Fixed mortgage rates fell for the third consecutive week. The federal government’s shutdown and ongoing recovery concerns, particularly the Fed’s decision to continue its bond-buying stimulus program, are attributed to the recent decline of key mortgage loans. The drop in rates comes after averages spiked by more than a percentage point since early May.

The average rate on a 30-year fixed mortgage loan dropped 0.10 percentage point this week, according to the latest survey from mortgage buyer Freddie Mac. After trending at 4.57 percent in early September, the average rate on a 30-year fixed is now at 4.22 percent – a difference of 0.35 percentage point month-over-month and its lowest mark since June 20. Still, the average is considerably higher than it was at this time last year, when the 30-year fixed was trending at 3.36 percent.

The average rate on a 15-year fixed loan also dipped for the third consecutive week. The current average is at 3.29 percent – a difference of 0.08 percentage point week-over-week and a 0.30 percentage point month-over-month. A year ago, the average on a 15-year fixed was 2.69 percent.

There was moderate change with hybrid adjustable-rate mortgages over the last week. The five-year ARM registered a slight drop, falling to 3.03 percent from 3.07 percent. The average rate on a one-year ARM remained at 3.28 percent week-over-week.

Mortgage rates previously spiked in July due to speculation that the Federal Reserve would curb its bond-purchase program, massive stimulus policies involving $85 million worth of Treasury notes and mortgage-backed securities. However, the recent relief is a result of indications from the Federal Reserve that it would maintain its bond-buying program at its current levels until employment numbers improved, which should push mortgage rates down in the future.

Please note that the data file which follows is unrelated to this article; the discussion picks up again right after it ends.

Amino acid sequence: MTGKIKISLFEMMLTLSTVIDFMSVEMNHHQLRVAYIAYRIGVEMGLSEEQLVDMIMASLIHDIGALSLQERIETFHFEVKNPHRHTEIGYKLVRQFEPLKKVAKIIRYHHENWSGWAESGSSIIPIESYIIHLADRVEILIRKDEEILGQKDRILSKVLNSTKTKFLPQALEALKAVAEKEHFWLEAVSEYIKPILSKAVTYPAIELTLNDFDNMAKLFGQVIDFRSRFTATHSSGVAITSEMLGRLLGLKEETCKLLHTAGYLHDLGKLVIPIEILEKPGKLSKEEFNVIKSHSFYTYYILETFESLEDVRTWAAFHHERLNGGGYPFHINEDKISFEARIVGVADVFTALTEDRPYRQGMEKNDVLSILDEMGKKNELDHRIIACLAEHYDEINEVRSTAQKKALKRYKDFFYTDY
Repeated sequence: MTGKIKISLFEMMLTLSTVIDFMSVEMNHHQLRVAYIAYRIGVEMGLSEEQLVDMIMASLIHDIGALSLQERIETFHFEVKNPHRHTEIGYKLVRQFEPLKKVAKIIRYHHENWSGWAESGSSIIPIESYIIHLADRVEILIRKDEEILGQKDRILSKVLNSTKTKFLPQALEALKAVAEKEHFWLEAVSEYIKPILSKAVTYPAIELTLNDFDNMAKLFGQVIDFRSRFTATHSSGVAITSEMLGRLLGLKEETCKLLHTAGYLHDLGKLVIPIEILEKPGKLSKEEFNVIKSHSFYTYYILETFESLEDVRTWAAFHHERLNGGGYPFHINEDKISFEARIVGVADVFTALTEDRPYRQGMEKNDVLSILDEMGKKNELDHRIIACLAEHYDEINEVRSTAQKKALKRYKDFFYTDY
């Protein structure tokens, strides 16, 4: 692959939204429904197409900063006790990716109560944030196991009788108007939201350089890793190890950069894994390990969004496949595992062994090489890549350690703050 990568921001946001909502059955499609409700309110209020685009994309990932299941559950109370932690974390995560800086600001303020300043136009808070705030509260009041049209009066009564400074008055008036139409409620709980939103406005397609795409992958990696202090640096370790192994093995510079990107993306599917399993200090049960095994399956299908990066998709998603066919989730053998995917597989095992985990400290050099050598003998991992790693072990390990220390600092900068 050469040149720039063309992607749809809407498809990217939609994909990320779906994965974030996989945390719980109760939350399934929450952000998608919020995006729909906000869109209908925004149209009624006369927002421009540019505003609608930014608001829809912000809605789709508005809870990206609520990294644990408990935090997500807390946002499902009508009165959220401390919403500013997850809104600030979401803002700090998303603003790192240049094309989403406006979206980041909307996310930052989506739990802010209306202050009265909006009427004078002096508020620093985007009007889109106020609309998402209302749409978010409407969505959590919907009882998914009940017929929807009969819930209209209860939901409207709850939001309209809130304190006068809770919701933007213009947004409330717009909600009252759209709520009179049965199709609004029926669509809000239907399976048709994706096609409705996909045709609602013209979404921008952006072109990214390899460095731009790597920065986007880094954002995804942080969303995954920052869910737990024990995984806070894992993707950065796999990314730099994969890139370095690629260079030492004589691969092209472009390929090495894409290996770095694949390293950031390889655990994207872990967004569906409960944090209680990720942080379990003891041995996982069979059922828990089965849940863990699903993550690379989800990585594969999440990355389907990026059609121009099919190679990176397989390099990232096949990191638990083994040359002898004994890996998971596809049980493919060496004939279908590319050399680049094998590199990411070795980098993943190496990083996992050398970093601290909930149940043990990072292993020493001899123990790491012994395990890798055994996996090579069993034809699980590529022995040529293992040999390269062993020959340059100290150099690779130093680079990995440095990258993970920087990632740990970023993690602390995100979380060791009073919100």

Also influencing rates is the current government stoppage, which has impacted the amount of mortgage applications that are processed. Rates hovering near historic lows have kept home buyers interested, but the shutdown has slowed the ability of lenders looking to confirm borrowers’ incomes and identities.

“With the onset of the federal government shutdown and declining consumer confidence, fixed mortgage rates fell for the third consecutive week,” Frank E. Nothaft, Freddie Mac vice president and chief economist, said in a statement. “Consumer sentiment fell for the second month in a row in September to its lowest reading since April, according to the University of Michigan. Moreover, a recent Bloomberg survey of professional forecasters suggests that a partial federal shutdown lasting one week would shave 0.1 percentage points off of GDP growth in the fourth quarter and even more if the shutdown lasts longer.”

The number of mortgage applications submitted showed a decrease this week after a two-week uptick.

Don’t expect to see much of a change over the next week. In the latest Mortgage Rate Trend Index by, analysts were split on whether rates would trend downward or stay the same of the next week.

“There is a lot going on right now that can impact interest rates both higher and lower,” opined FBC Mortgage planner Jim Sahnger. “However, economic numbers continue to be lackluster. Uncertainty will keep the favorable rates we have in check.”

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